Russian President Vladimir Putin has ordered his naval forces stationed in the Middle East to closely cooperate with the French navy as the two countries step up an anti-terror offensive against the Islamic State (Isis) in the wake of Paris attacks. The move came after a telephone call between Putin and his French counterpart Francois Hollande.
Putin instructed the Moskva missile cruiser to establish contact with the incoming French aircraft carrier Charles de Gaulle in the Mediterranean. The flagship French vessel is set to reach the Persian Gulf as part of France's intensified anti-IS operation.
"A French aircraft carrier task force is to approach your area soon. You are to establish direct contact with the French counterparts and cooperate with them as with allies," said the Russian president. "It is essential to draw up a plan for joint operations on the sea and in the air."
The two countries also decided to draft a ministerial-level joint declaration on the ongoing counter-terror operations via the Organisation for Security and Cooperation in Europe (OSCE). Kremlin has said the Paris attacks and a plane crash in Egypt that Moscow calls a "terror act", have brought the two countries closer.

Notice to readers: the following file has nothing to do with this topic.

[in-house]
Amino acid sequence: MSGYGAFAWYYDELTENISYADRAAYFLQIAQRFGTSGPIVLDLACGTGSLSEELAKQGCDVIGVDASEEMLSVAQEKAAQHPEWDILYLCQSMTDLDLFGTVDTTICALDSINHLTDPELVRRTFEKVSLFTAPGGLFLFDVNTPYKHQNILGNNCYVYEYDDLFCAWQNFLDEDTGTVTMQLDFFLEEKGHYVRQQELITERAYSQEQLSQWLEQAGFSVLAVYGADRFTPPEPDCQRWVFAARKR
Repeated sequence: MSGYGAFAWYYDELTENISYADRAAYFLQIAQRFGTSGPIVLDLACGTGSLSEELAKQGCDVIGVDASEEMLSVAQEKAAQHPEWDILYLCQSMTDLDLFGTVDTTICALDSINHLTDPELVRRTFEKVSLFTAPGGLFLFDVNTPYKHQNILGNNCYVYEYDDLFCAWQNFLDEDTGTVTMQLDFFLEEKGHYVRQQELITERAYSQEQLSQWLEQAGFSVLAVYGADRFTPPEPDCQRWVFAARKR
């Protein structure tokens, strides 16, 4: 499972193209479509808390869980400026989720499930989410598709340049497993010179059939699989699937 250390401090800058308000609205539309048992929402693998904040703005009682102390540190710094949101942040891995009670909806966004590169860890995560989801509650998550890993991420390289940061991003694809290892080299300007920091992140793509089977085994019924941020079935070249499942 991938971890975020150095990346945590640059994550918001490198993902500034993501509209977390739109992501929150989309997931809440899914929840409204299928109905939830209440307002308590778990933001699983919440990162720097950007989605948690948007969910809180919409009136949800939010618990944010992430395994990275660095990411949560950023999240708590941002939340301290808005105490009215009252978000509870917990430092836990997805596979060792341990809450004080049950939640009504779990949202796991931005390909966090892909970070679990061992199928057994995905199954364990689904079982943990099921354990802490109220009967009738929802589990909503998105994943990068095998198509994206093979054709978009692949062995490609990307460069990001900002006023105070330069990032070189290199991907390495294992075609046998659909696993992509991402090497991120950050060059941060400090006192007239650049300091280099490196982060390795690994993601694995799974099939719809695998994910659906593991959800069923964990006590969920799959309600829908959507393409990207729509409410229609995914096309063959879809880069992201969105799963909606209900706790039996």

"It is true that Putin and Hollande raised the theme of interaction in carrying out military operations in Syria during their telephone conversation. Putin issued an instruction to establish such contacts in continuation of this agreement," Kremlin spokesperson Dmitry Peskov told reporters.
"It was decided to ensure closer contacts and improve coordination of actions between the military agencies and security services of the two countries as part of operations which Russia and France are carrying out against terrorist groups in Syria."
Meanwhile, both countries have also sharply accelerated their airstrikes in Syria. However, France and Russia are not yet coordinating their airstrikes in Syria.